Matthew Carr writes: We just experienced another “Black Friday”…
Not in the U.S. markets, but across the Pacific in China.
You want to talk about overvalued? Overheated? The Chinese stock markets were on a tear earlier this year. The Shanghai Composite was up more than 100% at the start of June… and most of that was accomplished between the end of March and the beginning of June.
DXY gained 1.46% last week to close at 95.65 back above its 34-dma as well as its mid-June reaction high (a higher high) giving hope to the bulls that the final rally is upon us. Despite the bearish seasonality of July, cycles indicate that the Dollar is set for one “last hurrah” prior to a “summer swoon” a month from now.
In short: no speculative positions.
Yesterday, we wrote how Bitcoin doesn’t necessarily have to be linked to the Greek situation. Yes, the recent turmoil has coincided with capital controls in Greece but this might not be a stable situation contrary to what one might think only looking at the price action. Today, on the Fortune website we read:
The Syriza government that like a spoilt child keeps throwing its toys out of the euro-zone pram has been pushing Greece towards economic and financial collapse since its January election win, as Syriza continues to blackmail the euro-zone that if Greece does not get its way then they will take the euro-zone down with them, prompting markets to discount the potential contagion effect of the Greece debt default, bank run saga being replicated amongst other larger Euro-zone member states that has prompted stock markets to slide across europe and the wider world as illustrated by yesterdays Dow and FTSE plunges that have galvanised the bears into action to once more proclaim the stocks bull market end is nigh.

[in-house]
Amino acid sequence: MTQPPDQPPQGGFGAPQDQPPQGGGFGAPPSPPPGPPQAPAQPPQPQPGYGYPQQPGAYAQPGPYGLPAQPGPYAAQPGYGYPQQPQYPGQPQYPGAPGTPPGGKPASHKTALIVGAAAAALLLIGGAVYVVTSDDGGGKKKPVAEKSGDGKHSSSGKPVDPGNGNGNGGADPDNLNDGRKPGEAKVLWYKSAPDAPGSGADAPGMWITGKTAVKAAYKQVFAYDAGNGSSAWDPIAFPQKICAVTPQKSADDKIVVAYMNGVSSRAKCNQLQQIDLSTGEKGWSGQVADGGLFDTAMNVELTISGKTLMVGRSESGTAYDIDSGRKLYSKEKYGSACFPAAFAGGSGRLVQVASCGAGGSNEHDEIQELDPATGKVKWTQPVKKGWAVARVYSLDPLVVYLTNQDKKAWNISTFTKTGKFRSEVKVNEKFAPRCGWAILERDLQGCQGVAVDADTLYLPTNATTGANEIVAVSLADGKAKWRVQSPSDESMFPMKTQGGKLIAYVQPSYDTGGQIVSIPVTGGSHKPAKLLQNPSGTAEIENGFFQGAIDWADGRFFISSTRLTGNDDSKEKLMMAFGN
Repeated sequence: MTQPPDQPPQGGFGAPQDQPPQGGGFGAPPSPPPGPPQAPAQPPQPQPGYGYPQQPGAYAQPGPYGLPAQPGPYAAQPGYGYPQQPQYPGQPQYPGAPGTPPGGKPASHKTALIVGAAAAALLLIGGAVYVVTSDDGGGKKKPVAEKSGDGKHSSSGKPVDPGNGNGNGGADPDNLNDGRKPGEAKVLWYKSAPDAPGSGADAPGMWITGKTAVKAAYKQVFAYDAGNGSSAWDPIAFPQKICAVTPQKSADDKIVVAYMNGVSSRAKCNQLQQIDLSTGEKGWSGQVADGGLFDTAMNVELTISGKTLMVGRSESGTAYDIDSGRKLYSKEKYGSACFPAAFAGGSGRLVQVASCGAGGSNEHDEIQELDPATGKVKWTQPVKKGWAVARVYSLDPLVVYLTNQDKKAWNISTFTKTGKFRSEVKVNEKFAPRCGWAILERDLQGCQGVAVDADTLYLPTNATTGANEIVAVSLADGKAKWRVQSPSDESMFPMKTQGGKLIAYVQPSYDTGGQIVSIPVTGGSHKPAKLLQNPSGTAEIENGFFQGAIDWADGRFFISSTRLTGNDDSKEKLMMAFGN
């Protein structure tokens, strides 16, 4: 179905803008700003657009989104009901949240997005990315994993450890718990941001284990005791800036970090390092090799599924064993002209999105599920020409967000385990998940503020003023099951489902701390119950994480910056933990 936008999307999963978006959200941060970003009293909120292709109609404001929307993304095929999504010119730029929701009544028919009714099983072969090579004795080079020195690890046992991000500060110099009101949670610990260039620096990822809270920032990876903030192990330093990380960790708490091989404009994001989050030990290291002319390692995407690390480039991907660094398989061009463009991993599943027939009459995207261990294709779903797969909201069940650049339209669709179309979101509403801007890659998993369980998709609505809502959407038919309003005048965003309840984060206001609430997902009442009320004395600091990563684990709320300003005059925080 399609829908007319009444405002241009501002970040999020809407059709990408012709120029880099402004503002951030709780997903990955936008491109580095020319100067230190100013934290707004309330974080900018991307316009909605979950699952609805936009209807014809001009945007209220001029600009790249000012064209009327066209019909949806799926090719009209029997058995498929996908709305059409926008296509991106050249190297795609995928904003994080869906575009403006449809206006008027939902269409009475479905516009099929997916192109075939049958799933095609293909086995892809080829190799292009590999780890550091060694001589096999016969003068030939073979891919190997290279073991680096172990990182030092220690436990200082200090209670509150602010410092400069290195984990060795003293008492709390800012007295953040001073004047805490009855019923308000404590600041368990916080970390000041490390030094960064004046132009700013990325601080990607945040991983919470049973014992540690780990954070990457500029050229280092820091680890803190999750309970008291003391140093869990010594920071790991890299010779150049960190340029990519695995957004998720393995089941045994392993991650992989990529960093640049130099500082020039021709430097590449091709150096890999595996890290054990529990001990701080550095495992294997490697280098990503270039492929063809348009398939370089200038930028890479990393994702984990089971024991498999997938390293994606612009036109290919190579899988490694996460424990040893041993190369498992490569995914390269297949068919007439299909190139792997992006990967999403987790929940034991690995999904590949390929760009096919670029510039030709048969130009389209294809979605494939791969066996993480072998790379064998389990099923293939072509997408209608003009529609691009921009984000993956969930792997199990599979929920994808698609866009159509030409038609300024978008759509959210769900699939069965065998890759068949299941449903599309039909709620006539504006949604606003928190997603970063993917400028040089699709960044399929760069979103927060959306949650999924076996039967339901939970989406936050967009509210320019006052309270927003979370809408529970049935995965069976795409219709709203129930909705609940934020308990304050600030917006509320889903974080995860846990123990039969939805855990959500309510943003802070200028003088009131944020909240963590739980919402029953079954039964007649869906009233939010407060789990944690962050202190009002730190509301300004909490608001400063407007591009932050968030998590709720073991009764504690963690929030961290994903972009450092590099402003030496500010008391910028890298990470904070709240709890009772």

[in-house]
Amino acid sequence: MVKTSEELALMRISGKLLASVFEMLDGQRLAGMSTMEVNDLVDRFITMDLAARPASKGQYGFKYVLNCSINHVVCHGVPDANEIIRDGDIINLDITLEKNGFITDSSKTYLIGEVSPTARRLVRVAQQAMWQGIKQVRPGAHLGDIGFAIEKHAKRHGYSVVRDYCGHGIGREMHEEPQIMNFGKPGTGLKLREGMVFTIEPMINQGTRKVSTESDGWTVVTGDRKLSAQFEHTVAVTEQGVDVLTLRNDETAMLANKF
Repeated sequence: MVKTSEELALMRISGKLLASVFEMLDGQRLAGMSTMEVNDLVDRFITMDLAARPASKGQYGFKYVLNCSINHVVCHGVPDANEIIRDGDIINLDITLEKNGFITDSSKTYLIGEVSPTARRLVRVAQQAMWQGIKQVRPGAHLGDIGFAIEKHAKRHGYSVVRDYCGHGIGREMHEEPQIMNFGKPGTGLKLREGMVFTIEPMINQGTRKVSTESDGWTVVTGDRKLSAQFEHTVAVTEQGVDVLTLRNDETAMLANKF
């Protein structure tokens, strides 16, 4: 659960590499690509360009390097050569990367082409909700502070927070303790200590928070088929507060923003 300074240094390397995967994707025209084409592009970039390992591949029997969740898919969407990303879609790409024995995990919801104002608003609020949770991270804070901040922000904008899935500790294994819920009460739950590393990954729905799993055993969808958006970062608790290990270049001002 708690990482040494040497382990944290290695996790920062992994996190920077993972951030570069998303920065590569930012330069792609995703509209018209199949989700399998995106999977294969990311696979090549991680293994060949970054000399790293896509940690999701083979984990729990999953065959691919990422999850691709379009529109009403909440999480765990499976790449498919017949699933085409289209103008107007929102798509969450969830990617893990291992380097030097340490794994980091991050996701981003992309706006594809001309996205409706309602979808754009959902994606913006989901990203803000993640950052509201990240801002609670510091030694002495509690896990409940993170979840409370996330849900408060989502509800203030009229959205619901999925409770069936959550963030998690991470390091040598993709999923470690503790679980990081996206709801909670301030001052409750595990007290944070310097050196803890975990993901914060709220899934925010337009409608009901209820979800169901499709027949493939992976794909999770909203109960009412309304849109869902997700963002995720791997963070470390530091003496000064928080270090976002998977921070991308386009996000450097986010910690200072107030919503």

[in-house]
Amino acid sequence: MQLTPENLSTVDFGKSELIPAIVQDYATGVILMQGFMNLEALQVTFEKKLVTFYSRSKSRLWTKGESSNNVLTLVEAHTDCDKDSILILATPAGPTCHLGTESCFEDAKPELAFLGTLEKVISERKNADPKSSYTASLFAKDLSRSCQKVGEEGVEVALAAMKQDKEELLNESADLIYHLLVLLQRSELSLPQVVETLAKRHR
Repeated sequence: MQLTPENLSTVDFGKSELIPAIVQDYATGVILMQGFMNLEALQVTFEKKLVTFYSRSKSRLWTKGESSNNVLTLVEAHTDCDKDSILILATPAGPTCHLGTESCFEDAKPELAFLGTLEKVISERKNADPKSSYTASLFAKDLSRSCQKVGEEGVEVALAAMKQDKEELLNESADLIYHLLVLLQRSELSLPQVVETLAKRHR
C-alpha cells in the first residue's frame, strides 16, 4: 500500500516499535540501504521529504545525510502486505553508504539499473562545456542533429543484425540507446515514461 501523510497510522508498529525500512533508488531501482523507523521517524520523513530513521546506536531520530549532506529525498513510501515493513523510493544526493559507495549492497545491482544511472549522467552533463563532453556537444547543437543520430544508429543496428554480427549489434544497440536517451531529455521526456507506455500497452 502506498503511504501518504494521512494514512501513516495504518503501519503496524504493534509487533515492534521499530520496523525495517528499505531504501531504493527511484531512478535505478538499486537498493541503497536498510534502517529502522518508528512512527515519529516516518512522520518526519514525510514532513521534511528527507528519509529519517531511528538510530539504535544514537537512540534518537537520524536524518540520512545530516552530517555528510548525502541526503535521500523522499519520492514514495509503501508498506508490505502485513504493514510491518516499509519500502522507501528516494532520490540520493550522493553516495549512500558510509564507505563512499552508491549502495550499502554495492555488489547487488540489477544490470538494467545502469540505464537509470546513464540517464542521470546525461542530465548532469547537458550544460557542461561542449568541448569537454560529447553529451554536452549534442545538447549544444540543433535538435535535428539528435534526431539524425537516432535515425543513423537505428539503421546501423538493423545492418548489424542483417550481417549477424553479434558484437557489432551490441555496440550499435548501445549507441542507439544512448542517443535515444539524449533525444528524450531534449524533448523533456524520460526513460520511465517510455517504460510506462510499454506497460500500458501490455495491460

– Demand for physical gold from Europeans surges
– Greek ATMs limit withdrawals to €60 per day
– Greeks panic buy food, fuel and medicine
– European elites threaten Greece with expulsion
– Gold not subject to capital controls or “bail-ins”
Tom Gentile writes: A lot of Baby Boomers are now running smack dab into their retirement.
An aging population coupled with the rising cost of healthcare and prescription drugs is a potent brew for profiting in the healthcare sector.
And it’s no wonder that this company is in the spotlight with long-term analysts.
Concerned about a tumbling equity market, PBOC moved to cut both interest rates and the reserve requirement ratio for banks over the weekend. However, increasingly wary of a market bubble in China, investors still sent Shanghai Composite spiraling down another 3.3% on Monday after the dramatic 7.4% plunge last Friday despite the support from the central bank.
George Friedman writes: The Greek situation — having perhaps outlived the term "crisis," now that it has taken so long to unfold — appears to have finally reached its terminal point. This is, of course, an illusion: It has been at its terminal point for a long time.